How piracy pays off
By Guy de Jonquieres, Valor Econômico - 06/05/2005
When Western businessmen in China and other emerging Asian markets meet, the conversation quickly turns to pirates. Not the maritime type, but the legions of imitators, counterfeiters, criminal syndicates and corrupt civil servants who profit by violating the rights of intellectual property owners.
Almost every company has a history of new product designs that mysteriously appear in stores before they are launched; of vast markets in illegal copies and fake accessories; even cases of Chinese customs seizing genuine imports, claiming they are fraudulent copies, and charging a legitimate importer a draconian surcharge for their release. Piracy is estimated to cost US software producers up to 10 billion a year in lost revenue in China alone. Distinguished lawyers or vigorous diplomatic protests from Washington have been unable to put an end to this. Beijing periodically frames a few offenders, but new ones take to the streets the next day.
The World Trade Organization's strict rules for enforcing intellectual property rights (IPR) laws, established a decade ago at the insistence of the United States, should have solved the problem. But the only time they were used against a developing country was a public relations disaster. When big pharmaceutical companies sued South Africa in 2001 for overriding patents to import cheap generic AIDS drugs, an international protest forced the industry to back down. Today, even the most staunch supporters of WTO rules hesitate to evoke them, fearing that their companies may suffer a political or commercial setback.
It is not surprising that they are frustrated. Now they are trying to adopt a new policy of action, including aggressive lawyers and launching programs in developing countries to teach clients to respect intellectual property rights, and governments, how to enforce them. Whether the friendly policeman's posture will work better is still unclear. But at least the DPI lobby is beginning to realize that it has been waging the wrong war with the wrong weapons.
Violations occur in poor countries not because the population is a swindler, but because they crave the quality of life promised by globalization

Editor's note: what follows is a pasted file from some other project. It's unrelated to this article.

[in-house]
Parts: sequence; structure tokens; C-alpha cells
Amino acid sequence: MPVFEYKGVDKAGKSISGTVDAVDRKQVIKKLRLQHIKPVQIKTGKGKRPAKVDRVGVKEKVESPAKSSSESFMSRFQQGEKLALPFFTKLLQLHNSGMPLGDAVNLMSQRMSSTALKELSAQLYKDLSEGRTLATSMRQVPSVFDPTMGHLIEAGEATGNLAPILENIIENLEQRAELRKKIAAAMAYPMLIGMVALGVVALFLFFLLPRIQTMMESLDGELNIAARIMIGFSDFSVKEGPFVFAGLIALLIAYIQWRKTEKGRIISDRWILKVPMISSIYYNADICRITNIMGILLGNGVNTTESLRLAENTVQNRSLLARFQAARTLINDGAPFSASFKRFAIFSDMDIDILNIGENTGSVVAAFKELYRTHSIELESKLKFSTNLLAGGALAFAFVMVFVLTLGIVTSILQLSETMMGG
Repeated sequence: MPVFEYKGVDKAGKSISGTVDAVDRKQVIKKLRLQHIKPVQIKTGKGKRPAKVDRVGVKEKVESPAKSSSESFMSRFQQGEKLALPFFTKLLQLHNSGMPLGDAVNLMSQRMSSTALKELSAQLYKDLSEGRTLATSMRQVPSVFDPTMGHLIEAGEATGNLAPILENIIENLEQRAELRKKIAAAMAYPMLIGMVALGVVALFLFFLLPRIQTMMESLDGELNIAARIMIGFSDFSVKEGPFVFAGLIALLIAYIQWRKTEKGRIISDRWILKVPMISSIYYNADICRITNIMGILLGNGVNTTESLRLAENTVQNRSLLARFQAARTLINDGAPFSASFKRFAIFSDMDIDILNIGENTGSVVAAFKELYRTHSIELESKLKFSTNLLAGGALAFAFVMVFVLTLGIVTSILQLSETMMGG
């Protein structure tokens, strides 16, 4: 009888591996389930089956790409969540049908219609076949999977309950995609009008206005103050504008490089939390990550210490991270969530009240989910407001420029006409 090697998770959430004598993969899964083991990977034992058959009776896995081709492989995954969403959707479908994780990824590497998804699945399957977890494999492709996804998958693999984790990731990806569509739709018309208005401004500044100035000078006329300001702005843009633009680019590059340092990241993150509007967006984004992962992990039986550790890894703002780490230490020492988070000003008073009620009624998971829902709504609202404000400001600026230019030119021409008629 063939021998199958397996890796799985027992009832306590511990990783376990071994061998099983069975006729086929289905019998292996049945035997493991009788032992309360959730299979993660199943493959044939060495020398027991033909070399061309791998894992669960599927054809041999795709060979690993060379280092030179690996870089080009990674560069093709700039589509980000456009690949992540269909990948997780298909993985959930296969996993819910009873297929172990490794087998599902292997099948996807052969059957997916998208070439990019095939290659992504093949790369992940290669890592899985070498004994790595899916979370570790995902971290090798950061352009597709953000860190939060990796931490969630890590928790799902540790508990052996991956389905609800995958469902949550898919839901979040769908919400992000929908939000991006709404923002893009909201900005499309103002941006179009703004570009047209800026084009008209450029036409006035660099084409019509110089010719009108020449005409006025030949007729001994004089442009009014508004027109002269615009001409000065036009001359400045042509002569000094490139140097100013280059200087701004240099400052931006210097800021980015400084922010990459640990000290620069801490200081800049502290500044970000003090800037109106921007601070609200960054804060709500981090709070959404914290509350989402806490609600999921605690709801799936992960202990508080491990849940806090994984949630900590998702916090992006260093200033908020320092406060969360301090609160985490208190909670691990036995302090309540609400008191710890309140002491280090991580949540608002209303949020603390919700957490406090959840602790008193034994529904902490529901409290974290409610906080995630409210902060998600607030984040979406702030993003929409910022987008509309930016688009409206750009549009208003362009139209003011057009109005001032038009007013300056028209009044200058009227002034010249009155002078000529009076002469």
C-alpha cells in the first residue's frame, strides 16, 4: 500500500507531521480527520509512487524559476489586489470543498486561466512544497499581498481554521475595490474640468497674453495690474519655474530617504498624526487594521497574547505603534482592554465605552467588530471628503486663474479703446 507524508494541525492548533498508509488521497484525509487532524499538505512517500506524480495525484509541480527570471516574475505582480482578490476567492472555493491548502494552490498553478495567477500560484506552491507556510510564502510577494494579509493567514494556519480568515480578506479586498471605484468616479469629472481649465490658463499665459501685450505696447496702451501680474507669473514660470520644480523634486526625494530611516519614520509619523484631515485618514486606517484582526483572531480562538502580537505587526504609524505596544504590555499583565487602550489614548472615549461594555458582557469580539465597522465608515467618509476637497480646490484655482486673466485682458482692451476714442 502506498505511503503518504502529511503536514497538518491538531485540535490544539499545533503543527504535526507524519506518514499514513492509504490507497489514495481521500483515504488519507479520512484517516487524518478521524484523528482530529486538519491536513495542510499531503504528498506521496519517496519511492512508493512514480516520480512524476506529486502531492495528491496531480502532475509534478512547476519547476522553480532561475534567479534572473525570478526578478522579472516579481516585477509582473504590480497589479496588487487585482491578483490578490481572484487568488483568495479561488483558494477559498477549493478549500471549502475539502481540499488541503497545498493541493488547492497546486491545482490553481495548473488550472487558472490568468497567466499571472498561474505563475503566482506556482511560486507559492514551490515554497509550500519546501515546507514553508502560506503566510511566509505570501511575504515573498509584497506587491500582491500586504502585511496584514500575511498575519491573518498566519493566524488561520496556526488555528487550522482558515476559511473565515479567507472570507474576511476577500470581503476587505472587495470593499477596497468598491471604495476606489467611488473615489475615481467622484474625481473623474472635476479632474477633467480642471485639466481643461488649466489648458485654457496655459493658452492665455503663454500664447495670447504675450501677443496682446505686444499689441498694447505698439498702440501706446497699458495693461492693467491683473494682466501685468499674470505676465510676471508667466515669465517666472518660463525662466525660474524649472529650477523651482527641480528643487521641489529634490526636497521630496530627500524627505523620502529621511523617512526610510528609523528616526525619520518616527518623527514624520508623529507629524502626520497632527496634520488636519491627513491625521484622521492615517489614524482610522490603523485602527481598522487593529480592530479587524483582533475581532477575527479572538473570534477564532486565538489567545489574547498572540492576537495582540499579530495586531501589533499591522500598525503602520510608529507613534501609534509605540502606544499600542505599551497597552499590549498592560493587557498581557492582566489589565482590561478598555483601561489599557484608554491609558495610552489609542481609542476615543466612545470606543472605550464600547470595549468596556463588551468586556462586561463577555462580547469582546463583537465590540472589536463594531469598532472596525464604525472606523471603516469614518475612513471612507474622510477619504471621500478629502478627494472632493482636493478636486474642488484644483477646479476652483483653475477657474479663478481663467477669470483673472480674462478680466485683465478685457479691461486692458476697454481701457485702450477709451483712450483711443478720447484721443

Violations abound in poor countries, not because their citizens are swindlers or because their governments are corrupt and indolent - although some are undeniably - but because they are poor. Many people in Asia crave better living conditions. Globalization has whetted that appetite by exposing them to marketing campaigns with strong popular appeal that try to entice shoppers to the convenience of sophisticated foreign products and opulent lifestyles. A Microsoft software package would cost the average Chinese worker several months of his income, and a Louis Vuitton grant would cost even more. When the genuine article is out of reach and the risk of being prosecuted is reduced, buying a copy that you can afford is a rational economic choice.
This is still a rip off, of course. But the pirated product is not always socially backward. An American born in Asia recently recalled that this generation would not have received a decent education in their countries of origin, back then, if their parents had been unable to buy cheap pirate school books. Today, his native country is wealthy and he is a Silicon Valley tycoon. Piracy is also not bad for brand owners. It was so effective in creating a mass market in China by Microsoft standards that Beijing is trying to break out of its dominance by buying Linux-based systems developed in the country. This could cost Microsoft some government contracts. It is unlikely, however, that it will break the loyalty of millions of personal computer users, who may one day be able to purchase genuine Microsoft programs. History teaches us that they will. Japan, a persistent IPR violator while it was industrializing, today vigorously defends them. India recently passed tough IPR protection legislation with the enthusiastic support of local pharmaceutical companies, which in the past have opposed such legislation. As they start to develop new drugs, instead of simply copying existing ones, these companies are eager to enjoy a monopoly on the rewards of innovation that patents try to confer.
The conclusions are obvious: first, relying strictly on legal measures to protect IPR is useless, unless the market offers incentives to respect the law. Second, these incentives grow as economies develop, industrialize and innovate. Americans who are still mobilizing against IPR violations in poor countries should pay less attention to lawyers, study economics and learn from history. Until a century ago, their country was the most persistent thief of other people's intellectual property. Today, he is the global IPR police officer. As Rupert Murdoch once observed, monopolies are a terrible thing, until you have one.
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